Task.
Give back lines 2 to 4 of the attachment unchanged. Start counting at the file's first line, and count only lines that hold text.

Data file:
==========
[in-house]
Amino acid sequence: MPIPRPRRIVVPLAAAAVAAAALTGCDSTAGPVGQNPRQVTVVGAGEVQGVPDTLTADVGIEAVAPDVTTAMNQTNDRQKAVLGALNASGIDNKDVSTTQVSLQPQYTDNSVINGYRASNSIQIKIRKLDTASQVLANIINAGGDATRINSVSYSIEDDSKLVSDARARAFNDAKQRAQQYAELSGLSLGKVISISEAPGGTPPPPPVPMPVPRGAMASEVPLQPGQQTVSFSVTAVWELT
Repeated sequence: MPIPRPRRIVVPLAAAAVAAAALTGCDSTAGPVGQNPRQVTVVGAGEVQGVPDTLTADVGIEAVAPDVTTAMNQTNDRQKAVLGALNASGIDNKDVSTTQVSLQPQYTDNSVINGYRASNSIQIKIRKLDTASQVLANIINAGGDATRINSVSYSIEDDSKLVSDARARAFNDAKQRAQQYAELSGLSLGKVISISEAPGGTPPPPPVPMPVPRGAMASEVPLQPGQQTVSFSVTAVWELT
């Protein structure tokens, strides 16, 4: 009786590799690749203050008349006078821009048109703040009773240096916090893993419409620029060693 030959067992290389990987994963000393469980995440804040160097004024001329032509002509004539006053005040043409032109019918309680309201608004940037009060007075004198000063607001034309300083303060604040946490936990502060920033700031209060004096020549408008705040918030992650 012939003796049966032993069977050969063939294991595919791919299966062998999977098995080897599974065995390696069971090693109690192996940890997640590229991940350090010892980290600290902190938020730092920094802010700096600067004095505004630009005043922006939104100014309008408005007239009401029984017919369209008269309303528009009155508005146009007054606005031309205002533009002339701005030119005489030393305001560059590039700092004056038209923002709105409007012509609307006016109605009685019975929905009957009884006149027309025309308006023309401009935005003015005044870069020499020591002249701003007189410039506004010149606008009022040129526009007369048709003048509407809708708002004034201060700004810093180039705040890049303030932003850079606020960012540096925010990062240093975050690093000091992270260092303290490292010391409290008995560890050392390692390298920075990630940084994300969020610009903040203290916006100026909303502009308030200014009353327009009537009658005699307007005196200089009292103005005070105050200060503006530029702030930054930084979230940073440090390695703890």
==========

Amino acid sequence: MPIPRPRRIVVPLAAAAVAAAALTGCDSTAGPVGQNPRQVTVVGAGEVQGVPDTLTADVGIEAVAPDVTTAMNQTNDRQKAVLGALNASGIDNKDVSTTQVSLQPQYTDNSVINGYRASNSIQIKIRKLDTASQVLANIINAGGDATRINSVSYSIEDDSKLVSDARARAFNDAKQRAQQYAELSGLSLGKVISISEAPGGTPPPPPVPMPVPRGAMASEVPLQPGQQTVSFSVTAVWELT
Repeated sequence: MPIPRPRRIVVPLAAAAVAAAALTGCDSTAGPVGQNPRQVTVVGAGEVQGVPDTLTADVGIEAVAPDVTTAMNQTNDRQKAVLGALNASGIDNKDVSTTQVSLQPQYTDNSVINGYRASNSIQIKIRKLDTASQVLANIINAGGDATRINSVSYSIEDDSKLVSDARARAFNDAKQRAQQYAELSGLSLGKVISISEAPGGTPPPPPVPMPVPRGAMASEVPLQPGQQTVSFSVTAVWELT
């Protein structure tokens, strides 16, 4: 009786590799690749203050008349006078821009048109703040009773240096916090893993419409620029060693 030959067992290389990987994963000393469980995440804040160097004024001329032509002509004539006053005040043409032109019918309680309201608004940037009060007075004198000063607001034309300083303060604040946490936990502060920033700031209060004096020549408008705040918030992650 012939003796049966032993069977050969063939294991595919791919299966062998999977098995080897599974065995390696069971090693109690192996940890997640590229991940350090010892980290600290902190938020730092920094802010700096600067004095505004630009005043922006939104100014309008408005007239009401029984017919369209008269309303528009009155508005146009007054606005031309205002533009002339701005030119005489030393305001560059590039700092004056038209923002709105409007012509609307006016109605009685019975929905009957009884006149027309025309308006023309401009935005003015005044870069020499020591002249701003007189410039506004010149606008009022040129526009007369048709003048509407809708708002004034201060700004810093180039705040890049303030932003850079606020960012540096925010990062240093975050690093000091992270260092303290490292010391409290008995560890050392390692390298920075990630940084994300969020610009903040203290916006100026909303502009308030200014009353327009009537009658005699307007005196200089009292103005005070105050200060503006530029702030930054930084979230940073440090390695703890």